Clark doesn’t become Superman and make an excuse to show in Smallville to save Kyle from the fire. He sees the situation, strategically assesses, and solves it with the minimum of risk. This is good Superman writing. He blows out the first, which makes Kyle suspicious, but it can be totally explained away. And he goes in as Clark, because if he’s seen, at least that could be explained away as well. It’s clever. And it didn’t have to be. The audience would accept Superman coincidentally showing up. But it shows the writing wants to be better. That’s huge.
Full 50% PHALLUS HEAD meter when Jonathan thanked his mother for her Cosmo Girl advice. I half expected her to give him a Cosmo Girl backhand, but this is why a well-written Lois is necessarily a stronger person than me morally and ethically. She’s a hero. I still hope he gets taken down a few pegs without harm. Soon.
The Lois and Kyle scene is magnificent. Here I am, again feeling sympathy for this reprobate, because it’s legit for him to worry for his friend, and a dead firefighter in a small town has weight, huge weight, and the story gives it due.
And after, the double-punch of meeting Lex out of his suit. The actor playing Lex is fantastic. He’s keeping it low-key, and making him hard to read. His delivery can be either evil, or simply calm assessment of an intellectual, and I love the way it’s being played. Could be sinister, could be chill.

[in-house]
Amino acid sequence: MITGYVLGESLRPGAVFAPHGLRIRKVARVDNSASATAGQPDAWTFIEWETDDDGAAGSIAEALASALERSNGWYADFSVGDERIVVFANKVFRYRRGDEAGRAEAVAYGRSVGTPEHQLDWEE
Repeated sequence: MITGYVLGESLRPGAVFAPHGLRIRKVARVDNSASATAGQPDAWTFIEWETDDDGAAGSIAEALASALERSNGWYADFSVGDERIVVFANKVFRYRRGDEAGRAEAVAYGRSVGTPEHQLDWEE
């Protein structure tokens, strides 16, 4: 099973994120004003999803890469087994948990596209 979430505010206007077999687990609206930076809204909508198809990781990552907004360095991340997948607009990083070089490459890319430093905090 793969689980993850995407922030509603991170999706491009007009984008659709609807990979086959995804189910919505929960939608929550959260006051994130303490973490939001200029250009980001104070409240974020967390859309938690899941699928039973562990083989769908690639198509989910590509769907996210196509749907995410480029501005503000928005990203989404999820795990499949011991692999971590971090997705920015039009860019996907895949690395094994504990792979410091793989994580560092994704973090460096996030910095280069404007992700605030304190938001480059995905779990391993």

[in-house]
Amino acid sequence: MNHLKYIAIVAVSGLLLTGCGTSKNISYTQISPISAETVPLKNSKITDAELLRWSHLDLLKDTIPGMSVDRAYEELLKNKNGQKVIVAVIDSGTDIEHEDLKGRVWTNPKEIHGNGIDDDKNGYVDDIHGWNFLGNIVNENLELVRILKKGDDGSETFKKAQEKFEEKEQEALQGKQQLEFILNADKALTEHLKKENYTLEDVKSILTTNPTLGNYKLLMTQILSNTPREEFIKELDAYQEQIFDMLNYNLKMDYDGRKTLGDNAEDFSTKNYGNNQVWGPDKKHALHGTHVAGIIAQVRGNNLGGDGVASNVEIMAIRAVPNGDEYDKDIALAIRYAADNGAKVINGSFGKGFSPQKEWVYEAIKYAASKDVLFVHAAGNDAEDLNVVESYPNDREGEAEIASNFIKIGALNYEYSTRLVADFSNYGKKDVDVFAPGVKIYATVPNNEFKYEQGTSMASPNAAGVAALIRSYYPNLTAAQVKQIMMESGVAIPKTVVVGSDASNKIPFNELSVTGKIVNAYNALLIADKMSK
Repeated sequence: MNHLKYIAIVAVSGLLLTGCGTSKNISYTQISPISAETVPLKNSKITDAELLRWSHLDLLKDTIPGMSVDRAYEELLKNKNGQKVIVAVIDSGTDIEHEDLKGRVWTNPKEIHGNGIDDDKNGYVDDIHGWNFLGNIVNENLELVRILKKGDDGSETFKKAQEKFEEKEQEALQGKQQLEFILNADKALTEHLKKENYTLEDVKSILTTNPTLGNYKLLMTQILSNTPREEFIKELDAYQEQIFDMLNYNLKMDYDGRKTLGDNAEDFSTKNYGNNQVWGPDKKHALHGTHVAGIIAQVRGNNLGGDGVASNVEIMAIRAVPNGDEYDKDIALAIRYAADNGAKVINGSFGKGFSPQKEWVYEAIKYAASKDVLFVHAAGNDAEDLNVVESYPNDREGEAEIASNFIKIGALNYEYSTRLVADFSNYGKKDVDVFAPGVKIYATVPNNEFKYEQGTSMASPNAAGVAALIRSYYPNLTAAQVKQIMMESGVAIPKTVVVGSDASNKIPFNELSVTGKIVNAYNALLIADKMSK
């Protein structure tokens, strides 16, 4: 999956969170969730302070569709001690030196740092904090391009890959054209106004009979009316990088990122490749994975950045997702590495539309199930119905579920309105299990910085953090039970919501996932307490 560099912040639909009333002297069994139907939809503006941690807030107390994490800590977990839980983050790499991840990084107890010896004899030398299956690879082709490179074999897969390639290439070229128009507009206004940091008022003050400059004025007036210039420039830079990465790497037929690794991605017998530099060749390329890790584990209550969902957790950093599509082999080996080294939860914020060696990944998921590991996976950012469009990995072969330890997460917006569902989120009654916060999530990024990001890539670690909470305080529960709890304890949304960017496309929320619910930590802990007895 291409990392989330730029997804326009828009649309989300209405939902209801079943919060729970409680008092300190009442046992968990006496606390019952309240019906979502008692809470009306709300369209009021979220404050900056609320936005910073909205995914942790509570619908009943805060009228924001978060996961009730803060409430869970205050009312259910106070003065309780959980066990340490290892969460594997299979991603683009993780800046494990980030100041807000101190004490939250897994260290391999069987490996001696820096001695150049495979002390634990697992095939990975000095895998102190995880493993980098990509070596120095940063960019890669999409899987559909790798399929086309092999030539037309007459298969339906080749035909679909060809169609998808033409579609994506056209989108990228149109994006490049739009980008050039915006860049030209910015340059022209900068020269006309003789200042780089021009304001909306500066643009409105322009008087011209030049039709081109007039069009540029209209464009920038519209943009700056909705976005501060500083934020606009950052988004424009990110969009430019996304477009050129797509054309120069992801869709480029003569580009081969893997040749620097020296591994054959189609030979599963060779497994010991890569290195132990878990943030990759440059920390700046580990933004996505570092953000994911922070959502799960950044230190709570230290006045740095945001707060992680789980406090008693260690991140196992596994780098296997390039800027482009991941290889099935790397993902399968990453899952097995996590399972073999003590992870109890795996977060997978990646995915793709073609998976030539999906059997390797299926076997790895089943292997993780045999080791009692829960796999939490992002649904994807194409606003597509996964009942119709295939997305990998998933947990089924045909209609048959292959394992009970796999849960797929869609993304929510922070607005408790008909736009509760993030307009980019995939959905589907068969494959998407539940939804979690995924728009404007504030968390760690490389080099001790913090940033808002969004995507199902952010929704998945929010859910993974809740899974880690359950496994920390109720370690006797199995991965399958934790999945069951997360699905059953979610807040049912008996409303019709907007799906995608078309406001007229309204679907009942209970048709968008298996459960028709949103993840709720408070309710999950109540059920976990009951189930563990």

Comparing it to last week, it’s a case study of how you do a villain compared to how they did Edge. You feel the menace that Lois doesn’t, while hints are dropped quietly, and we wonder if he’s an ally or an enemy, and by the end, when you see that he was in love with Lois, you realize that there’s a whole other layer of tenderness in that scene as well. Very well crafted.
As opposed to, say, Morgan “I see a sexy woman from a small town and I want her, so I’ll unroll my tongue on the table and howl like a wolf in front of her husband because that’s in no way obtuse” Edgelord.
Get this. The show’s doing so well, it doesn’t even irk me or draw me out of things when Lex Luthor himself says Luthor with the ER. I merely note it for posterity.
We get to see excited Clark again when he hears about Jordan’s date, which is probably my favorite character trait he has in the whole show. Earnest dad just proud of his kid, excited to see them grow as a person and get the wonderful things that come with maturity and aging, the joys we as parents get to experience as our reward for every filthy diaper and backtalk and lost private moments.
Still at full 50%, Jordan calls Smallville a backward ass town out of sheer petulant envy, making us want to kick his ass backward, but again, teenagers being teenagers, you can forgive it, particularly later, when he makes up for it. More pointing out the way they’re effectively manipulating us with the way they make him, as opposed to it just being random nastiness. He’s effectively a difficult kid, far more so than Jordan. And that seems a choice—they’re reversing the way things started, with Jordan as the difficult child, Jonathan easy. Now Jonathan’s screwing up, and Jordan has himself straight. It’s a neat dynamic, and continues to be so.